While I’d love to see Sanders in the debates, I’d much rather have Elizabeth Warren there. No offense to Sanders, but I think she’s got a better chance of actually winning. Ideally, though, we’d have both in the primary, pulling Hillary further to the left.

  2. anonymous
    Posted December 18, 2013 at 10:08 am | Permalink

    Hillary would hate an Elizabeth Warren run. She can handle Bernie. She couldn’t handle Warren.

  3. Community Olive Garden
    Posted December 18, 2013 at 11:08 am | Permalink

    He also has an interview in the November issue of Playboy. I tried to find you a scan online, but this excerpt is the best that I could do.


  4. josh
    Posted December 18, 2013 at 11:13 am | Permalink

    Not that I care that much, but would he run as a Democrat?

    This clearly isn’t about winning and that’s probably a good thing. I think Sanders does more good in the Senate than he would in the White House where there is overwhelming institutional inertia.

  5. Mr. X
    Posted December 18, 2013 at 1:13 pm | Permalink

    I’ll be voting Green no matter who the Dumocrats put forward.

  6. Mr. X
    Posted December 18, 2013 at 1:28 pm | Permalink

    Now that there are 2 Mr. Xs here we should try to differentiate ourselves. Maybe you could use italics. As for Bernie, I’m not sure how he’d approach it. My guess, though, is that he’d like to be in the primary debates, which would mean running as a Democrat.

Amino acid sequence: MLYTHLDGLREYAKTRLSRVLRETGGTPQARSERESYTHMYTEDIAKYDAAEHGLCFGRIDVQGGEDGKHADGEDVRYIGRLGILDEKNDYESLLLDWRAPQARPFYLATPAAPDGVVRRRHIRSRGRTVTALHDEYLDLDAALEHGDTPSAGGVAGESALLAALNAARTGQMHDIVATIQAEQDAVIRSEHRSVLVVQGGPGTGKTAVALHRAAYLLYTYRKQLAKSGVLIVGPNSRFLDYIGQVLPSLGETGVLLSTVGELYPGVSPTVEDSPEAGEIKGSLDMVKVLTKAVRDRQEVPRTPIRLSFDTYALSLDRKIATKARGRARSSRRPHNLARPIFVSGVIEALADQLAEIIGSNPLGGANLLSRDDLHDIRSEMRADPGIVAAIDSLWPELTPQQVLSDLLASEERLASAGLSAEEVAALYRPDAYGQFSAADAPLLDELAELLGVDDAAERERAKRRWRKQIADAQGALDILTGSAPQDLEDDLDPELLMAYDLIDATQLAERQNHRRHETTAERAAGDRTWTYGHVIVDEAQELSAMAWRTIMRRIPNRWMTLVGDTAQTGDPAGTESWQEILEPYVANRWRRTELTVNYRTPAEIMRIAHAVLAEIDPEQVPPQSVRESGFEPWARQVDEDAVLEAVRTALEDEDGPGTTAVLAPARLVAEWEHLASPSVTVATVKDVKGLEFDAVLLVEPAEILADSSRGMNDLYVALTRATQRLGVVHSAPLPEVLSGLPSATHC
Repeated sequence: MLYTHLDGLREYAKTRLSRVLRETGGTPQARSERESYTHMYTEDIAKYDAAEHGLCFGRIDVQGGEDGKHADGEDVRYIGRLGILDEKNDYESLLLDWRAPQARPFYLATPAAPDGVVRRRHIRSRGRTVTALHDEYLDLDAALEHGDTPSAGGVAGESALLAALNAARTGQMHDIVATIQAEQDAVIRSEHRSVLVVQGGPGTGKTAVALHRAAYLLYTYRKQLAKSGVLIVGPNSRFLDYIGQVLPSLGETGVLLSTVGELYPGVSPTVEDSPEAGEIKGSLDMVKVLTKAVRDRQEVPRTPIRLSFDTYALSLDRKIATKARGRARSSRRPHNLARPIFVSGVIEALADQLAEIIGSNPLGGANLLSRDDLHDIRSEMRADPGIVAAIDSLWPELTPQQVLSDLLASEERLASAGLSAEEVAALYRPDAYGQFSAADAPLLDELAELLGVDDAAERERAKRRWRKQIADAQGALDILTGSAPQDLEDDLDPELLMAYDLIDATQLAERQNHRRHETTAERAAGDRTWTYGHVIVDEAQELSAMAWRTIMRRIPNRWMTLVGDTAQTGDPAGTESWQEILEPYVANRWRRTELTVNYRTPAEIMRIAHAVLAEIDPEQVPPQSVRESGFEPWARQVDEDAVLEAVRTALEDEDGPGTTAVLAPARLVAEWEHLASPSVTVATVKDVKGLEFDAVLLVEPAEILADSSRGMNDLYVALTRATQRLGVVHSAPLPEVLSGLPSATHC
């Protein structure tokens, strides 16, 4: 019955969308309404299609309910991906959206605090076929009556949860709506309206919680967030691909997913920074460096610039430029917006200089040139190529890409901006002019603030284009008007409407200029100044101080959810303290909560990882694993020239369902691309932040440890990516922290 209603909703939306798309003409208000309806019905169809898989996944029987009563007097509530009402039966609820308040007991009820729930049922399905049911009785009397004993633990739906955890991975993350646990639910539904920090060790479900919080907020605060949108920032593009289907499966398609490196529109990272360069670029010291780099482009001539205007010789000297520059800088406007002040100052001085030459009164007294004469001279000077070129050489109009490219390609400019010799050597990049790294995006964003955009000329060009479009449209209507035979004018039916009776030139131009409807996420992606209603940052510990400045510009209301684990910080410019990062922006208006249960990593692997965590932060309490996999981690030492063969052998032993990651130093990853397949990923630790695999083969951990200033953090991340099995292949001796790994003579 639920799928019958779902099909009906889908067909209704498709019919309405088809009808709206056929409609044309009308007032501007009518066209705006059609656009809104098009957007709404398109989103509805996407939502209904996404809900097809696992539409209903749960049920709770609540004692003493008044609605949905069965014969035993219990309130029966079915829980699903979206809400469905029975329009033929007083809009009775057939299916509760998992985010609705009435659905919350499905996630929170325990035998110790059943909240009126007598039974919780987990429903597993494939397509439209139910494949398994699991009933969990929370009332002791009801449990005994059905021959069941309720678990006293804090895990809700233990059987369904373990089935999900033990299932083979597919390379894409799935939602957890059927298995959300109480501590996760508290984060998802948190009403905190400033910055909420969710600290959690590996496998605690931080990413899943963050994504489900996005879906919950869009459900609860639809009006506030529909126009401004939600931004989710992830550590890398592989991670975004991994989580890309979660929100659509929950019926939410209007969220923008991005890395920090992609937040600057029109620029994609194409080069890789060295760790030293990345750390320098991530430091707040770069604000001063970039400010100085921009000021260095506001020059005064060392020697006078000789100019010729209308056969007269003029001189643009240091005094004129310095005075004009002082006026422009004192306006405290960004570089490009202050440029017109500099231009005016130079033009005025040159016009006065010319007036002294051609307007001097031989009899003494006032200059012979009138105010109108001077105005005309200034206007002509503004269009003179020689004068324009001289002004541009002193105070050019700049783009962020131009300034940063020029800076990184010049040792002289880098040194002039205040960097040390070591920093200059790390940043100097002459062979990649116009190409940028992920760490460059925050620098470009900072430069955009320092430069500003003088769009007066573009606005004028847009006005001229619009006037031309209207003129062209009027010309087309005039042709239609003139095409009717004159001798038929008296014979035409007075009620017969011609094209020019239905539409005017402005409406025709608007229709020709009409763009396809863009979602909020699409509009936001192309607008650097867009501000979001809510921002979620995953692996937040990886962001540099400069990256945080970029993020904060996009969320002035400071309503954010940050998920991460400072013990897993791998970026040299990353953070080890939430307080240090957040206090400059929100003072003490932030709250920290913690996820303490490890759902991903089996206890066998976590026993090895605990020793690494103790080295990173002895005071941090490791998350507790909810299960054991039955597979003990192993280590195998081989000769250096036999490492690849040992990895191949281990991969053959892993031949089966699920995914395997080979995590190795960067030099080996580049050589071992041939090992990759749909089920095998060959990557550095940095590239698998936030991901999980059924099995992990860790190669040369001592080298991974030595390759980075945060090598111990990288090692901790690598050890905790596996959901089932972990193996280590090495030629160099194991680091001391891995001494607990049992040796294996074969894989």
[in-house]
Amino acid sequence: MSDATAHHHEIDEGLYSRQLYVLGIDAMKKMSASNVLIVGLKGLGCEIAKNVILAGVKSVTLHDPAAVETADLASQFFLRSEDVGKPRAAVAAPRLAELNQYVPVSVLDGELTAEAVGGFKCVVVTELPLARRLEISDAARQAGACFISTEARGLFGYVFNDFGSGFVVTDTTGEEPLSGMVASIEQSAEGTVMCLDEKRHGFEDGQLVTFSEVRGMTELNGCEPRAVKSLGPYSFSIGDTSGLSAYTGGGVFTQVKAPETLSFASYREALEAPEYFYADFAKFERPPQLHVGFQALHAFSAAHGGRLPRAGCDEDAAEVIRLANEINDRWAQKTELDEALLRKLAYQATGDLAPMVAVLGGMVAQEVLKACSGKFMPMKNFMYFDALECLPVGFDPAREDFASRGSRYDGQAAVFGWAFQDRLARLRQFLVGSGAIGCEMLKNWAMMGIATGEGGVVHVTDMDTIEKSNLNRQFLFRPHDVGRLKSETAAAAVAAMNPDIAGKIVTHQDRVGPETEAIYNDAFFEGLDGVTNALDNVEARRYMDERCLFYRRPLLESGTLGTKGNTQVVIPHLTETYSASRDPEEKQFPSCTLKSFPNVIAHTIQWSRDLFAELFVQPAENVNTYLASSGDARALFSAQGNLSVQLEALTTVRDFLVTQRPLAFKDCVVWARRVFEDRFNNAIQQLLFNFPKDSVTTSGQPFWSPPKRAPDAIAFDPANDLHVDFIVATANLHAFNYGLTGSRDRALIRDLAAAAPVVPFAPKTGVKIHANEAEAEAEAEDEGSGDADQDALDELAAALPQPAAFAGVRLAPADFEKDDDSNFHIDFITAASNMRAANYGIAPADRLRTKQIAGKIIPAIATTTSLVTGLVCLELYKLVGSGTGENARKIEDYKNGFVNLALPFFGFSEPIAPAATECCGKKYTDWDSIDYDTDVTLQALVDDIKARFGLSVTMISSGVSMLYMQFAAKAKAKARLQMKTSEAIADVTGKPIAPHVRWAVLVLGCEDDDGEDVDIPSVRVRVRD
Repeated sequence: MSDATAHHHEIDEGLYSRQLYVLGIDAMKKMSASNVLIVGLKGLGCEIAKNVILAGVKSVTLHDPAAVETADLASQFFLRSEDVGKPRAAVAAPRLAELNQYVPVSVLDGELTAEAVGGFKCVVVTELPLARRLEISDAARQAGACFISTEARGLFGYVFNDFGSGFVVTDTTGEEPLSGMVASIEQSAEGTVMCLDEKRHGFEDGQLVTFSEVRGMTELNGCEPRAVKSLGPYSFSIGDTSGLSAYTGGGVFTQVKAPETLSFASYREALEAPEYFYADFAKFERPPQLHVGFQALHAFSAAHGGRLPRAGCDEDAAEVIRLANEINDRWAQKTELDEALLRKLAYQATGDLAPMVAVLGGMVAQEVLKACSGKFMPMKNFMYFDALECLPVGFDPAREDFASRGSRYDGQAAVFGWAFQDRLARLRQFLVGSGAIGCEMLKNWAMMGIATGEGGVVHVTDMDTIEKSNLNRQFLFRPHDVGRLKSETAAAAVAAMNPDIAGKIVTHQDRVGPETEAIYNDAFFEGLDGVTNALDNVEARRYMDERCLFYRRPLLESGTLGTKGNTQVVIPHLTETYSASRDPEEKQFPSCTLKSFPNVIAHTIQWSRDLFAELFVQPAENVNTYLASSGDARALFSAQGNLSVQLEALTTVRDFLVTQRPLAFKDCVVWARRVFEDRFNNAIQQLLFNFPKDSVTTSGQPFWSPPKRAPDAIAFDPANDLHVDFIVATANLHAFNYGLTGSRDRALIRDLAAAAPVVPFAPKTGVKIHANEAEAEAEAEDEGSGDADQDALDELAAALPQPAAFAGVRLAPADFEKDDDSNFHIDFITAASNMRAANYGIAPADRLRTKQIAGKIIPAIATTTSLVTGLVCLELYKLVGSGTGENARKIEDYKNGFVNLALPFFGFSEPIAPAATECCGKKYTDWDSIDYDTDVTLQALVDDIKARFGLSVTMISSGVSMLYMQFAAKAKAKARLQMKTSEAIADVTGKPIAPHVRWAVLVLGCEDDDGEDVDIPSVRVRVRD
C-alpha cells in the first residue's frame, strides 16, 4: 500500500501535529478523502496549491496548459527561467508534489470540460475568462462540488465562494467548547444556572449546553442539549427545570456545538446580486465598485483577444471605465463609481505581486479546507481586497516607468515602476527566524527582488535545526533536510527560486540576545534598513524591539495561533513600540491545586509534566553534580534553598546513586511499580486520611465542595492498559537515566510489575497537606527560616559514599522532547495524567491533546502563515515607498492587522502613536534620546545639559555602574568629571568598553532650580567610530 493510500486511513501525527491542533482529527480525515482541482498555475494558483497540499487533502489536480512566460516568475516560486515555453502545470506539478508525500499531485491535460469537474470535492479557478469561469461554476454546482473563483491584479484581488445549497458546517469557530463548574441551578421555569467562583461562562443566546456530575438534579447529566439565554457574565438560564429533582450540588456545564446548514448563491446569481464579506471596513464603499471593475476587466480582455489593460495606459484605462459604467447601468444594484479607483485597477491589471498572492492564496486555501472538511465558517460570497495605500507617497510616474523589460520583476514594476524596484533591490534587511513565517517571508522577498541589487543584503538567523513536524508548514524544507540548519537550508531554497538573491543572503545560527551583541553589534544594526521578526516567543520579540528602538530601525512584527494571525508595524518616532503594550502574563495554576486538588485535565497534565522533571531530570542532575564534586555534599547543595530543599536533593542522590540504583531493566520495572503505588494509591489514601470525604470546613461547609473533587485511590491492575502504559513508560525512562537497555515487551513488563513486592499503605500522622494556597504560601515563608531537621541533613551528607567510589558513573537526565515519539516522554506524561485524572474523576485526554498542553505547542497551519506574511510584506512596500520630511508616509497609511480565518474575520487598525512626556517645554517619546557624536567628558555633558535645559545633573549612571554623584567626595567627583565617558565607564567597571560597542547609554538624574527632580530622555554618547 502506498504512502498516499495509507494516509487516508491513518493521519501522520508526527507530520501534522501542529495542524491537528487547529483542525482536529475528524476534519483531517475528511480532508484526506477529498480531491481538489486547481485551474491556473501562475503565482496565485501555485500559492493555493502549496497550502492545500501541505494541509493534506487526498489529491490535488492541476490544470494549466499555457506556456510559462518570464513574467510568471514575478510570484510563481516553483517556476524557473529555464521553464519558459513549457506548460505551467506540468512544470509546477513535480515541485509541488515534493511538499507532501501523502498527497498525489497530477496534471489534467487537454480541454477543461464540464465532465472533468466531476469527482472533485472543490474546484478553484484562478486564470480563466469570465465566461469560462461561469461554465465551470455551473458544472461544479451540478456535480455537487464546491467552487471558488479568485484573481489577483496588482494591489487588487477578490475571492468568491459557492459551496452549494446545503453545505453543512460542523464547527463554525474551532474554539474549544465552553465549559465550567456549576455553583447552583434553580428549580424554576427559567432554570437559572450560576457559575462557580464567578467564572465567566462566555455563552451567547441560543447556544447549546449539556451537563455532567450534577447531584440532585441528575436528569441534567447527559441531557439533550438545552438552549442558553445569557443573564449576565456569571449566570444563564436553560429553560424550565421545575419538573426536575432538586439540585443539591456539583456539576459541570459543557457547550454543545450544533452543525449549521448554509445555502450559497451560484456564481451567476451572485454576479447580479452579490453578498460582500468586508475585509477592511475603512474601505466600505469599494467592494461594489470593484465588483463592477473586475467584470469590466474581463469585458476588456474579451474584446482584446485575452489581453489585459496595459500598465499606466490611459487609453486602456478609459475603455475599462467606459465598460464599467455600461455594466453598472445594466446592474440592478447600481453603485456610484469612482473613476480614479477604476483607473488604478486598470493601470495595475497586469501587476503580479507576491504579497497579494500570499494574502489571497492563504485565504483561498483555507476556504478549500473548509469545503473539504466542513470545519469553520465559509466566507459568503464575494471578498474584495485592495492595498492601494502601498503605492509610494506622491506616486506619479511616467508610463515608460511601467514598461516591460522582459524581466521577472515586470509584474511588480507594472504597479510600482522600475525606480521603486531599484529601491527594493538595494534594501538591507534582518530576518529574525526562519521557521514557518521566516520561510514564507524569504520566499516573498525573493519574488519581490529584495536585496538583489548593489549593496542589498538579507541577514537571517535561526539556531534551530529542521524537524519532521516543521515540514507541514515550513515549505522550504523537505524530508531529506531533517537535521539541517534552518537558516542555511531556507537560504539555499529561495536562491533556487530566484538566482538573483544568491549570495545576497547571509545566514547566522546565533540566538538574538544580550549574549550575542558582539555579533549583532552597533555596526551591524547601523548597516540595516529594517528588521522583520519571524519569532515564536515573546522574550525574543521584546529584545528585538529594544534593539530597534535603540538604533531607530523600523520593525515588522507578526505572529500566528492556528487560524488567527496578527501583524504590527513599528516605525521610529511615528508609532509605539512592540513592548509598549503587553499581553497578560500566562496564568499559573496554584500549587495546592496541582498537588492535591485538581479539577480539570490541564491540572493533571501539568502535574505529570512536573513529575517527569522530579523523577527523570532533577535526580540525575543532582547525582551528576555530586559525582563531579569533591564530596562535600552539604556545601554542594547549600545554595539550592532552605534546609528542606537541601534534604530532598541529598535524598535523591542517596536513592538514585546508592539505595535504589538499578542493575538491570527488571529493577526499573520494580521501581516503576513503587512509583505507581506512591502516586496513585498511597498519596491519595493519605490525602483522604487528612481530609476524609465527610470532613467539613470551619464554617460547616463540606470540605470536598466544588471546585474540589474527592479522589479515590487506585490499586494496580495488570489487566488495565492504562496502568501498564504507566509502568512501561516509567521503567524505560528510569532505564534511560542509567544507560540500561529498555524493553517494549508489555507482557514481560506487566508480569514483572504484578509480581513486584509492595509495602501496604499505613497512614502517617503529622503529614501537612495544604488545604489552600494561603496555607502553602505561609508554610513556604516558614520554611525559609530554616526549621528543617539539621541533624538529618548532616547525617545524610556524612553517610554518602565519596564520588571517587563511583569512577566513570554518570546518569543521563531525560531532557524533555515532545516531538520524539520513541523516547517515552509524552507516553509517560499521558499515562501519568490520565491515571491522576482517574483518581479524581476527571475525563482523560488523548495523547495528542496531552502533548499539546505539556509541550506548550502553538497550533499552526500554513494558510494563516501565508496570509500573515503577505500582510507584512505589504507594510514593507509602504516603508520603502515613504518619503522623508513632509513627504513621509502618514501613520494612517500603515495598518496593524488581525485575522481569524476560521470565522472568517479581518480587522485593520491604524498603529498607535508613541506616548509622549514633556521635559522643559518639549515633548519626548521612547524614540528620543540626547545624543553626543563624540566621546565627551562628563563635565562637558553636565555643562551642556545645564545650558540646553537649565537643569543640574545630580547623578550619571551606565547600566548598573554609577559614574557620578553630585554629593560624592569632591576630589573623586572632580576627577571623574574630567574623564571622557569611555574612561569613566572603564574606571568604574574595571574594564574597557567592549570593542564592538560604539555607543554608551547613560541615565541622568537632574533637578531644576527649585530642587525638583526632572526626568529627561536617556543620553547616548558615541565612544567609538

7. Mr. X
    Posted December 18, 2013 at 1:33 pm | Permalink

    Also I’ve heard him say he wouldn’t run if he didn’t think he had a chance of winning. He doesn’t just want to be there, in other words, to push the agenda. At least that what he says.

  8. 734
    Posted December 18, 2013 at 4:06 pm | Permalink

    If having Bernie in the race means that Warren won’t be there, I won’t like it one bit.

  9. Raw
    Posted December 19, 2013 at 9:40 am | Permalink

    I get angry every time I see his face. It’s not that I dislike him. It’s just that he reminds me that I’ve got Debbie Stabenow representing me in the Senate. Vermonters have a lot to be thankful for.

  10. Aaron
    Posted December 19, 2013 at 9:43 am | Permalink

    He has my vote.

  11. alan2102
    Posted December 22, 2013 at 5:14 pm | Permalink

    “those of us who are tired of voting centrist Democrats into power who, in spite of their rhetoric, never really stand up and fight when we need for them to. ”

    There’s zero evidence so far that anyone is tired of voting for (smooth-talking) far-right Democrats who have NEVER displayed the slightest willingness to “really stand up and fight” for us.



    Weekend Edition December 20-22, 2013